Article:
Global real time interoperability is in our sights – immediate payments plus the industry consensus that ISO 20022 is the standard ‘de jour’ are paving the way towards a harmonised digital banking future. The first draft of the ‘rule book’ was launched earlier
this year by the ISO 20022 Real-Time Payments Group, outlining the correct flows and language for us to use to send and receive immediate payments. Behind the scenes, many others are working tirelessly to enable interoperability.
Yet it is not all blue skies and sunshine. Dark clouds still linger, hampering our vision of how this global interoperability will come to fruition. Perhaps the biggest question on everyone’s lips – including my own – is “how can we handle settlement for
cross-border immediate payments?”
There are three main models for settlement in the market today – Deferred Net Settlement (DNS), pre-funding, and real-time (or line-by-line as the Australians call it) – surely one of these will fit the bill?
1. DNS is simple; payments are sent (funds are available immediately) at one point in time and then netted and settled later according to the settlement cycles. With long settlement cycles this has high settlement risk and can choke innovation, as the longer
the settlement cycles (say a weekend), the greater the risk. Smaller players find this environment particularly difficult in terms of participation.
2. Pre-funding requires each party to deposit cash to the expected value of its commitments for the next settlement cycle, so this removes the settlement risk as should a member fail, they have already provided the funds to cover their liabilities. This
goes some way to opening up the scheme to the smaller players; however, again if there are long settlement cycles, barriers can still remain due to higher amounts of cash required. This does not suit challenger banks or non-bank Payments Service Providers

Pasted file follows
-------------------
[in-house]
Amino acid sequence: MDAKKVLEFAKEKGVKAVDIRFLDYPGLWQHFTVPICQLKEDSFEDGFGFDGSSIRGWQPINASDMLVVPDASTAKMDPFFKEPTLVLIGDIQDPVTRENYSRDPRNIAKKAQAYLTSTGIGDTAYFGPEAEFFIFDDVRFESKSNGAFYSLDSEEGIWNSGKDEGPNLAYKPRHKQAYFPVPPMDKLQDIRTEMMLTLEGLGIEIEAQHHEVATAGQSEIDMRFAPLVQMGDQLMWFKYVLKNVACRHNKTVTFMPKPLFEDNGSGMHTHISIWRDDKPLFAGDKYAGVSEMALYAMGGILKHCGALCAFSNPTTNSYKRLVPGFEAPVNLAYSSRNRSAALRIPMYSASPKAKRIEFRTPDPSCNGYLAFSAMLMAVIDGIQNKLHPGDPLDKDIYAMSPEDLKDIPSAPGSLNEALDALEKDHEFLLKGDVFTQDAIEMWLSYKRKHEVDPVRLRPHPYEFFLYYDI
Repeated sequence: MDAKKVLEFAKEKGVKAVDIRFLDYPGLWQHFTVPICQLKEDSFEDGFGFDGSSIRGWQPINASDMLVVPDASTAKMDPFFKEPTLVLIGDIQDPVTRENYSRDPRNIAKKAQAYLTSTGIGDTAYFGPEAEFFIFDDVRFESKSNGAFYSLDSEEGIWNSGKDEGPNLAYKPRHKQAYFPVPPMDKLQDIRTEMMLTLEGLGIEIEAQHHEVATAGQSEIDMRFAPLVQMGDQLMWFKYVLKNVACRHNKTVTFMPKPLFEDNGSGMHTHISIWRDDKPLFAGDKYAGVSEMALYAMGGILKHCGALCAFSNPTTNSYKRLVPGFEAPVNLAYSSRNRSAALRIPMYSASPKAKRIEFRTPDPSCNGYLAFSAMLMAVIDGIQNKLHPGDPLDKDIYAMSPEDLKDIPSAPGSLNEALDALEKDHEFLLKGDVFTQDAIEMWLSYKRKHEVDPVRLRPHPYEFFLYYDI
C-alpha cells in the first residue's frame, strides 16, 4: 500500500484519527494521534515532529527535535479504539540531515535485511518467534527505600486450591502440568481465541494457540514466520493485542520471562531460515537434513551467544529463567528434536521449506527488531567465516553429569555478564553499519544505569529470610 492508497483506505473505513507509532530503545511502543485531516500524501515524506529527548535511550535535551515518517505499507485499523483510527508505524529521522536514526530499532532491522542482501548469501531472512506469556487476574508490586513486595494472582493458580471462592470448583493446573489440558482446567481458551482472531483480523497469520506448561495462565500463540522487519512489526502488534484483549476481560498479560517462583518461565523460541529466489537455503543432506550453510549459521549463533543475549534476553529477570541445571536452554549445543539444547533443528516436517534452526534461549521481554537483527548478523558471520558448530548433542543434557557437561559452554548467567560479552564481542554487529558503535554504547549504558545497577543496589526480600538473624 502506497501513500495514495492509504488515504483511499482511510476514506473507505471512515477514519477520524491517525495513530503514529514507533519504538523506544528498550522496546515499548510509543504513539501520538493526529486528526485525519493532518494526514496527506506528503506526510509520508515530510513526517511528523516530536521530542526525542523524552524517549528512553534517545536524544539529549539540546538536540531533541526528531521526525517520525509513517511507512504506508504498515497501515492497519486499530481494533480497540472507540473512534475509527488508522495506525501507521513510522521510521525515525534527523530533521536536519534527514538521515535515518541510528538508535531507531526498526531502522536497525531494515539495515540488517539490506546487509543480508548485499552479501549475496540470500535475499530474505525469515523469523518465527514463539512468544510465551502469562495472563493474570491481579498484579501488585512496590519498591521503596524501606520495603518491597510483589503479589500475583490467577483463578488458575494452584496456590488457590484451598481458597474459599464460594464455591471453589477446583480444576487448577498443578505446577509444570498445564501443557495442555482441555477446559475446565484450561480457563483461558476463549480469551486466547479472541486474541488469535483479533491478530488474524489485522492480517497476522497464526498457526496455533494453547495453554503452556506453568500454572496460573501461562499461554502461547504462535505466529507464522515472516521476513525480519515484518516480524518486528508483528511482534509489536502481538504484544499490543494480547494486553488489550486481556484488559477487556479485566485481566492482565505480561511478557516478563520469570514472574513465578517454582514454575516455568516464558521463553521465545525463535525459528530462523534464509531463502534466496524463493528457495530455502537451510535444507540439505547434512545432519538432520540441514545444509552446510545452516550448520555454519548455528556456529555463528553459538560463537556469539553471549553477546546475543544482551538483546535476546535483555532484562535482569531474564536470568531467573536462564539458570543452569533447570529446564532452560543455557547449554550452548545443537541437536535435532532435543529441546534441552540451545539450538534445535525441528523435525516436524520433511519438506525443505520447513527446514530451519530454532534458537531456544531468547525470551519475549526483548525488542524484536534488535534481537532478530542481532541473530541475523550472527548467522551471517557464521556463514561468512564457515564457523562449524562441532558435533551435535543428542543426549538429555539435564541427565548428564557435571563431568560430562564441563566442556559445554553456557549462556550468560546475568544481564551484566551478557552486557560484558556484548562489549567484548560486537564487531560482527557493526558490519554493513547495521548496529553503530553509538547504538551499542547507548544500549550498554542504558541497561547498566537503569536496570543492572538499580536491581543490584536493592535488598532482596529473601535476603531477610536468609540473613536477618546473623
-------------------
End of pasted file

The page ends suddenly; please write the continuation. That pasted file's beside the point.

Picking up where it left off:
(PSPs) that have small or no deposits to use for pre-funding.
3. Real-time removes the settlement risk, and the barriers to entry, however the central bank has to run a real-time settlement infrastructure that operates at the same time as the immediate payments scheme (usually 24*7*365) to accommodate this. For most
central banks this is a major new undertaking.
Difficulties can also arise when, for example, someone in the UK which is moving to a pre-funding model and has three settlement cycles a day, and someone in The Netherlands, where the cycle could run every 15 minutes, want to pay each other. Who takes the
settlement risk, considering the cash and collateral is held by the central bank in a different country potentially in a different currency? Marrying the two will prove to be difficult.
It would seem that the obvious way forward is real-time settlement – after all, it removes settlement risk and breaks down the barriers to entry. However, the Australian New Payments Platform is going to be the first example of a real-time settlement model,
so the technology is as yet unproven. The technology capability required to process the number of transactions in Australia is achievable, however the volumes are vastly larger in countries such as the U.S. and China. Would a real-time system be able to cope?
Will other countries’ appetites be big enough to foot the bill to invest in such a system?
Only time will tell. For now, those addressing the interoperability challenge will need to decide on which direction to take regarding settlement. Perhaps then we will be one step closer to achieving full global interoperability.